Further to yesterday’s item on Alberto Mora, here are links to Jane Mayer’s article in The New Yorker (these links tend to be perishable), and to the full text of the Mora memo. The Mayer article gives great detail of Mora’s heroic, but unsuccessful, attempts to prevent Cheney’s retainers from dragging us into the muck.
One of the most amazing revelations from the Mayer story is that Mora was part of a working group of DoD lawyers who objected to the torture policy; they were thus removed from the loop. While they thought their objections had stopped the policy going forward, in fact a report approving it was issued in the name of the working group they had been cut out of.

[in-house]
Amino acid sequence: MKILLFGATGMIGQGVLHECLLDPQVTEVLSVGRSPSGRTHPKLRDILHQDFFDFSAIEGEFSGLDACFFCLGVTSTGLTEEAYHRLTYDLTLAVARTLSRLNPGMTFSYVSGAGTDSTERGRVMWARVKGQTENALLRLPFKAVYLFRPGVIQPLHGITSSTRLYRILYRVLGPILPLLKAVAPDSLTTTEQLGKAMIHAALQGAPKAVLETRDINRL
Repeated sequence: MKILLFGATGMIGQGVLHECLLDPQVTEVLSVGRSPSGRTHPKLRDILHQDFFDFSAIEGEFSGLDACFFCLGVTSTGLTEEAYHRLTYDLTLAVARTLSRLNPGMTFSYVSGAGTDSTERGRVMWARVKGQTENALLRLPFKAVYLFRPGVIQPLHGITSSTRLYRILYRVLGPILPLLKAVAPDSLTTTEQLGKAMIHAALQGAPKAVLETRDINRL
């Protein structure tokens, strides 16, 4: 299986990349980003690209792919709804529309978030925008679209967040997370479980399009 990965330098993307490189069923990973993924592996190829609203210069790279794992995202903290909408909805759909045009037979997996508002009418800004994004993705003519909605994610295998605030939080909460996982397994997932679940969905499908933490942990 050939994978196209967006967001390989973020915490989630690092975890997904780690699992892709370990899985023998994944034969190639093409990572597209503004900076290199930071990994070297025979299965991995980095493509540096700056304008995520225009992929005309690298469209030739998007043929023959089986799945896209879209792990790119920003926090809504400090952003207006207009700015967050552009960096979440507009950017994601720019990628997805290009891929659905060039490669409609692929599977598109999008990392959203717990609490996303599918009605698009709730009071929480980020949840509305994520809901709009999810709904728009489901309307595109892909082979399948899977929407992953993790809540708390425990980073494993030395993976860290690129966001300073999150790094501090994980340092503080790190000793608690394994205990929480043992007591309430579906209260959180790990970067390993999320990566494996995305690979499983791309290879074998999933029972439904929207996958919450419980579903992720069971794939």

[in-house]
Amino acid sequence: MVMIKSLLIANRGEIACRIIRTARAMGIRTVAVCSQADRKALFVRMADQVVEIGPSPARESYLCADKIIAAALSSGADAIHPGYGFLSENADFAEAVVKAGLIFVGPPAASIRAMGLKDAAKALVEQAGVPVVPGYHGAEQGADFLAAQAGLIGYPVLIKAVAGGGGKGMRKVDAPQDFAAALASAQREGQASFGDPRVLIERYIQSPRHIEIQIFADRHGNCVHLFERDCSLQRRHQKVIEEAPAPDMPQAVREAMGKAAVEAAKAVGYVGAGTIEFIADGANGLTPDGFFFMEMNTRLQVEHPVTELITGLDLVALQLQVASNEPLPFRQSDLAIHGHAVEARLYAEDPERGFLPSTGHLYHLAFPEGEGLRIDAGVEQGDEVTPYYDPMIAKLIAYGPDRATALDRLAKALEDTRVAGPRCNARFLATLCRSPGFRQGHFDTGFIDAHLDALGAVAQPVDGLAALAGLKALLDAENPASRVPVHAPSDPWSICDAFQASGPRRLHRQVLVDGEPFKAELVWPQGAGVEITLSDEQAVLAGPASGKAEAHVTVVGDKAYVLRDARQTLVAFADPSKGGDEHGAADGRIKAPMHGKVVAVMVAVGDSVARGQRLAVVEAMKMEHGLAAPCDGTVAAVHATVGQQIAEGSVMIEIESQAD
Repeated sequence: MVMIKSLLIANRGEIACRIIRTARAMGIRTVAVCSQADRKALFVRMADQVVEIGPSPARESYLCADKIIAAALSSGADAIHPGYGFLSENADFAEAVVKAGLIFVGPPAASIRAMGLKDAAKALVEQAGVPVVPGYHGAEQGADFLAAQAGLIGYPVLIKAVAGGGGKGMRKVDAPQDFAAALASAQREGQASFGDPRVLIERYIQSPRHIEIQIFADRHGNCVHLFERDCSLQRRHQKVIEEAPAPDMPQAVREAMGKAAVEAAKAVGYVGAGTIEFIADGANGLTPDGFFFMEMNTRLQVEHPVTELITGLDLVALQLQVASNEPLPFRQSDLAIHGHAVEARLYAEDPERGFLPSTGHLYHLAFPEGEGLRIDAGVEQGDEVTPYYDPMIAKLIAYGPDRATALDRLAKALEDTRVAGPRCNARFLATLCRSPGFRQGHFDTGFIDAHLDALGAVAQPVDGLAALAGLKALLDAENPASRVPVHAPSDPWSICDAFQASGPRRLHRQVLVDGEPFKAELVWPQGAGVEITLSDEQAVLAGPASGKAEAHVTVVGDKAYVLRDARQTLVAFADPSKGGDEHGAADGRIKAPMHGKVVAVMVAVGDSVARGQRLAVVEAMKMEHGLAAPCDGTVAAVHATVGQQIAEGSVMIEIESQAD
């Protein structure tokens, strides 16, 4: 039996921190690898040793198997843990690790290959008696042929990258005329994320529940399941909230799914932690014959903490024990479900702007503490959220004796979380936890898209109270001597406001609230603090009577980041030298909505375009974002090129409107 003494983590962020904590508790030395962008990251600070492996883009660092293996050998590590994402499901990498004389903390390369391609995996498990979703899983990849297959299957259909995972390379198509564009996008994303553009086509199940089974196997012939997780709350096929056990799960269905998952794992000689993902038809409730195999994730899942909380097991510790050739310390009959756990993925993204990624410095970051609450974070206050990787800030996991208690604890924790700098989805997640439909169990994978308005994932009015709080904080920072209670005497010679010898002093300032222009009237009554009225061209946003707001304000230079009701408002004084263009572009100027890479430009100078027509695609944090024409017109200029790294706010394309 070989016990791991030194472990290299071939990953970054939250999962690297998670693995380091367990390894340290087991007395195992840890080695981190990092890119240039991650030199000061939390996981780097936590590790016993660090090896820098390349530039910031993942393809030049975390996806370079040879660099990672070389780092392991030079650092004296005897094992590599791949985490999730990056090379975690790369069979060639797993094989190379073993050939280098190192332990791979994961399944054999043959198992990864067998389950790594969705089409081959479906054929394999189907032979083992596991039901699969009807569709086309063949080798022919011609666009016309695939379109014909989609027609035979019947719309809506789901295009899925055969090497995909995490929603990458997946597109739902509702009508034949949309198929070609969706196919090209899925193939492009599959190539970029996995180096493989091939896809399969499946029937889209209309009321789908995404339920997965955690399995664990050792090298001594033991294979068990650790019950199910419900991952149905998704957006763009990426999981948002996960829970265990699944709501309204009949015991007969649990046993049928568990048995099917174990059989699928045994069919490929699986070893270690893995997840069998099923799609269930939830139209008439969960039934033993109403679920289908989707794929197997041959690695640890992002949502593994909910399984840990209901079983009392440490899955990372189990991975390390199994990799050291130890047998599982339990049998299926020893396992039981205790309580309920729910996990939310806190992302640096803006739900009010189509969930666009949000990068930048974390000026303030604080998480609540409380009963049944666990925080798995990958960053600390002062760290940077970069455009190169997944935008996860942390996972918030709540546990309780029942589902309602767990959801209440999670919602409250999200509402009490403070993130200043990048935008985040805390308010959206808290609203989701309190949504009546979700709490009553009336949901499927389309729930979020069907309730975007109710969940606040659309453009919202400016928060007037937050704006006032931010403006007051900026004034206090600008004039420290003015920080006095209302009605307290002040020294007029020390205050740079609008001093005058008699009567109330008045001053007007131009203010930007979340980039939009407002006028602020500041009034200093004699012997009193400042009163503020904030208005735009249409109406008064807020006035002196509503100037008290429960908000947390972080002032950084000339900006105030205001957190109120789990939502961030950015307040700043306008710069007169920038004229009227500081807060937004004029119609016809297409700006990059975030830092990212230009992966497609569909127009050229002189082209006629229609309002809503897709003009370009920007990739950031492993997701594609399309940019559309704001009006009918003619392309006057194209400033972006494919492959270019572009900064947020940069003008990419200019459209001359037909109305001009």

Legal critics within the Administration had been allowed to think that they were engaged in a meaningful process; but their deliberations appeared to have been largely an academic exercise, or, worse, a charade. “It seems that there was a two-track program here, said Martin Lederman, a former lawyer with the Office of Legal Counsel, who is now a visiting professor at Georgetown. “Otherwise, why would they share the final working-group report with Hill and Miller but not with the lawyers who were its ostensible authors?”
But read the whole Mayer article. Yes, it’s amazing how bad things have gotten. Even so, I refuse to be amazed that good people stood up against it — I’ll just be proud.